Tim Keating Photography

Performance as Photography by Tim Keating

Performance as Photograph/ Photograph as Performance
The Value of Preserving Human Activity

Timothy Keating

History was slipping away. Like an unfixed photographic print exposed to the light, the images were growing dark and disappearing… one realized the past is almost impossible to reconstruct with accuracy. Even the history of our own century, involving the experiences of people who are still living, is becoming unavailable to us. 1

This statement refers to the limitations inherent in relying exclusively on memory as the primary means of recalling what has occurred during a performance. The inadequacy of memory has let increasingly to the need for performance artists to document their works photographically. Therefore, through the use of photography, certain human activities are preserved and rescued from the inevitable "process of fading." 2

Performance, as an art term, implicitly resists a definition. There are, however, specific parameters in which performance has been presented in a visual arts context. Performance has been called sculpture as activity. It is usually executed in public. Often, the artist employs the first person narrative. The content of many performances has been of a socio political nature. The performance exists as a microcosm of society and hence our condition as individuals is examined through a system staged by the artist.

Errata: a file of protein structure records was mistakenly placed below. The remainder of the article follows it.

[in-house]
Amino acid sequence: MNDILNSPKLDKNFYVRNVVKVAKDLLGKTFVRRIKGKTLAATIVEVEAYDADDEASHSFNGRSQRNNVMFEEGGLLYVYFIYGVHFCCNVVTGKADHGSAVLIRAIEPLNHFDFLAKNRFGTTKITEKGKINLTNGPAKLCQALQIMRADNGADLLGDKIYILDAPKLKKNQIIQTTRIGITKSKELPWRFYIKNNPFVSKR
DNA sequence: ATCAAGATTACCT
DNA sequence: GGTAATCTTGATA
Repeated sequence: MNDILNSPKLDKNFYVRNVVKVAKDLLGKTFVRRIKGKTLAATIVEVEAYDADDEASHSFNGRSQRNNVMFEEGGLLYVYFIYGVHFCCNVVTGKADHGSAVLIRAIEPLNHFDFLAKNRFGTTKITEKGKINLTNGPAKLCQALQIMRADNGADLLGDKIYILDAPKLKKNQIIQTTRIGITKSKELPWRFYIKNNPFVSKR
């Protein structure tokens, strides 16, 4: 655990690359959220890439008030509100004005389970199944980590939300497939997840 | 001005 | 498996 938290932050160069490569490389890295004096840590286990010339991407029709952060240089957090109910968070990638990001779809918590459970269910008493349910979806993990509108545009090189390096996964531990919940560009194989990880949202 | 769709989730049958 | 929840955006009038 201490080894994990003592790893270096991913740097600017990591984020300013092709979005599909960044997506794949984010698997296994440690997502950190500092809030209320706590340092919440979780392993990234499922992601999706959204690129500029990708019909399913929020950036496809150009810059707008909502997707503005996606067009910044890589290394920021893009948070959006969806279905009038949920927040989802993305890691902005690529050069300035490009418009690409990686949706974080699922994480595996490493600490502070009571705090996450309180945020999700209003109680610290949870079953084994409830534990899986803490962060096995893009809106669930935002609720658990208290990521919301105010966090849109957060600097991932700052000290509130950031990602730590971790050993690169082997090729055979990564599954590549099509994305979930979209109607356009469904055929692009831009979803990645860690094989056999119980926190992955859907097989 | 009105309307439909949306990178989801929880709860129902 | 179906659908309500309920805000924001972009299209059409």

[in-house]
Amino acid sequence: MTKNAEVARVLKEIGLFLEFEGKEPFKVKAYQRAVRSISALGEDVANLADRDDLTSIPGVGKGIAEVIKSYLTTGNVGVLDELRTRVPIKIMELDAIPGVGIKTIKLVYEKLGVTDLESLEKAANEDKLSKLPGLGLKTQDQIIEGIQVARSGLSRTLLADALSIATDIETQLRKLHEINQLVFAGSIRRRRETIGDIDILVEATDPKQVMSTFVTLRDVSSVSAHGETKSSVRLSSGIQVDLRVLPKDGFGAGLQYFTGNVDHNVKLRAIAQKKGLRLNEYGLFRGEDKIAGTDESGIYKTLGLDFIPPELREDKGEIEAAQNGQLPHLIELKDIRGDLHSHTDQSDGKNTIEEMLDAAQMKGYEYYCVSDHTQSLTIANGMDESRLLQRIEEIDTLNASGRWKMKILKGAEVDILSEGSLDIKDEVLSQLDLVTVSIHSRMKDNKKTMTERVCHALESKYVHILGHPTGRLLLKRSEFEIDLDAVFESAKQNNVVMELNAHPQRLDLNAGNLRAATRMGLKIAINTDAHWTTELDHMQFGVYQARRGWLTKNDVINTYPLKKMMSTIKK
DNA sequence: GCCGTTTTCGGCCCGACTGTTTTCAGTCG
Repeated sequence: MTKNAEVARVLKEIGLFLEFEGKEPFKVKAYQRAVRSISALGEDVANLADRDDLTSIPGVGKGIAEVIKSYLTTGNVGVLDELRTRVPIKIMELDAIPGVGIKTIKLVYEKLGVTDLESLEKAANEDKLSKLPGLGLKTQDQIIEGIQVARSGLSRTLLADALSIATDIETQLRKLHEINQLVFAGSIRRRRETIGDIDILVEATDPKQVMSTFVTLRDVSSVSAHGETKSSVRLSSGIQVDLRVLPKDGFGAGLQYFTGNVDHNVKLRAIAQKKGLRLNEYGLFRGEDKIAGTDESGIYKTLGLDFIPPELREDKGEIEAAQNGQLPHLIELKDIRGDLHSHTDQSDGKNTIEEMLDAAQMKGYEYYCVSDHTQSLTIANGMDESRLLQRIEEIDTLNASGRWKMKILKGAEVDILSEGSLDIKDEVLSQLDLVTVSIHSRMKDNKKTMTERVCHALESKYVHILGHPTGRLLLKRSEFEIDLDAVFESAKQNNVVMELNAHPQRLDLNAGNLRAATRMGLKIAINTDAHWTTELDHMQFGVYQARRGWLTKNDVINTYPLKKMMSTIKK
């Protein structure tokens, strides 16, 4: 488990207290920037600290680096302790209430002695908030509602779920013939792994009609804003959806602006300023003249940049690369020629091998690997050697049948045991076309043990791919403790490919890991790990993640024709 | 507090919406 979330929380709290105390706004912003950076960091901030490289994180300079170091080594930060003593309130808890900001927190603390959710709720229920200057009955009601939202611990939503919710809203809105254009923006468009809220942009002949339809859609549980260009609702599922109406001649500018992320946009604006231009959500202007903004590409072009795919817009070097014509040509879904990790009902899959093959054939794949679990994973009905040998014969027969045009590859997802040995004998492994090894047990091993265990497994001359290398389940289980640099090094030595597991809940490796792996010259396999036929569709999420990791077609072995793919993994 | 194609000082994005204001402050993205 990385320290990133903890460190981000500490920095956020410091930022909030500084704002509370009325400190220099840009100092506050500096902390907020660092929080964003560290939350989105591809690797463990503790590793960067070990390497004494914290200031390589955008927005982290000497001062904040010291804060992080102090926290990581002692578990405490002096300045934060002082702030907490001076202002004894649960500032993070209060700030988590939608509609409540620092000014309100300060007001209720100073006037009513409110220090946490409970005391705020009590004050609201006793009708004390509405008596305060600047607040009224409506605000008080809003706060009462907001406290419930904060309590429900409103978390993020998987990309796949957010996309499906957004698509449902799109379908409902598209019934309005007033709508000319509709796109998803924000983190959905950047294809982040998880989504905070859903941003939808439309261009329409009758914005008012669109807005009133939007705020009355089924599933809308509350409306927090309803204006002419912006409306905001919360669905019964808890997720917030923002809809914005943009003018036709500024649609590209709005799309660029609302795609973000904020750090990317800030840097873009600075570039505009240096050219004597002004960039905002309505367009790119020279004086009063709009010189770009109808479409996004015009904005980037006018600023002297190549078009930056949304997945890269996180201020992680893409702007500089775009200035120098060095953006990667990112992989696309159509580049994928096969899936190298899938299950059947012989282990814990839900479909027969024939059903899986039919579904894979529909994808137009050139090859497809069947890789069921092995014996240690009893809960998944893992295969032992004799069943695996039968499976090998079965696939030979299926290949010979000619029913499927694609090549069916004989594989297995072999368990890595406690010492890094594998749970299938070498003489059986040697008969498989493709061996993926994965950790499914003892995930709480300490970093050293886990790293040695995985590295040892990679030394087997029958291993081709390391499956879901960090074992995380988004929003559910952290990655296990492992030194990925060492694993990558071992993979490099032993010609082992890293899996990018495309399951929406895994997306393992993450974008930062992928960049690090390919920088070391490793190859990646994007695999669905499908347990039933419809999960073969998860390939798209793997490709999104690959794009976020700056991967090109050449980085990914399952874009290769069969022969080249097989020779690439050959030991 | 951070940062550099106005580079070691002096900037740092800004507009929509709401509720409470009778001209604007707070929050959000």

Documentation of the temporal art of performance has occurred in many forms: magazine articles, exhibition catalogs, video, film, and most importantly, self initiated publications. These media corroborations function as alternative exhibition spaces. Invariably, these publications rely on the photographic image to document and authenticate the artist actions. Paradoxically, a site-specific and time- specific activity is relayed to the viewing audience via the vehicle of the photographically induced offset page. This development has lead performance artist to become increasingly aware of the singular property of the photograph.